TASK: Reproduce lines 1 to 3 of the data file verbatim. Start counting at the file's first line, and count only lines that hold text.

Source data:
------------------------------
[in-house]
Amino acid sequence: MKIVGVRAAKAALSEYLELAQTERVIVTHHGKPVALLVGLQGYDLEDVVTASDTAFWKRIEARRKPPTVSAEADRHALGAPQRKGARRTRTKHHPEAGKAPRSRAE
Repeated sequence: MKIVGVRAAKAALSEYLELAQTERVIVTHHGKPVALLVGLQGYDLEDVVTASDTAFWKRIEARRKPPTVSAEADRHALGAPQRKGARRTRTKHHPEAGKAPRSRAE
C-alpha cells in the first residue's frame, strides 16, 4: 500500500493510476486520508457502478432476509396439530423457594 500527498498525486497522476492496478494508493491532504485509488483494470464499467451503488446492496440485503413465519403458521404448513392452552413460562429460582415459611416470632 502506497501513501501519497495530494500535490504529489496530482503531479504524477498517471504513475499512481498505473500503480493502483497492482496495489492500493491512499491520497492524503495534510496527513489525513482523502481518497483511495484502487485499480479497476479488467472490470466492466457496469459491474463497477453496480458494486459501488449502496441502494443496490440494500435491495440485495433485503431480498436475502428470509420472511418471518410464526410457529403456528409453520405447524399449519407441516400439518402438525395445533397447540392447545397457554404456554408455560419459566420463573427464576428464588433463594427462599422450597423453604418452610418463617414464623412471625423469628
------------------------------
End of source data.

[in-house]
Amino acid sequence: MKIVGVRAAKAALSEYLELAQTERVIVTHHGKPVALLVGLQGYDLEDVVTASDTAFWKRIEARRKPPTVSAEADRHALGAPQRKGARRTRTKHHPEAGKAPRSRAE
Repeated sequence: MKIVGVRAAKAALSEYLELAQTERVIVTHHGKPVALLVGLQGYDLEDVVTASDTAFWKRIEARRKPPTVSAEADRHALGAPQRKGARRTRTKHHPEAGKAPRSRAE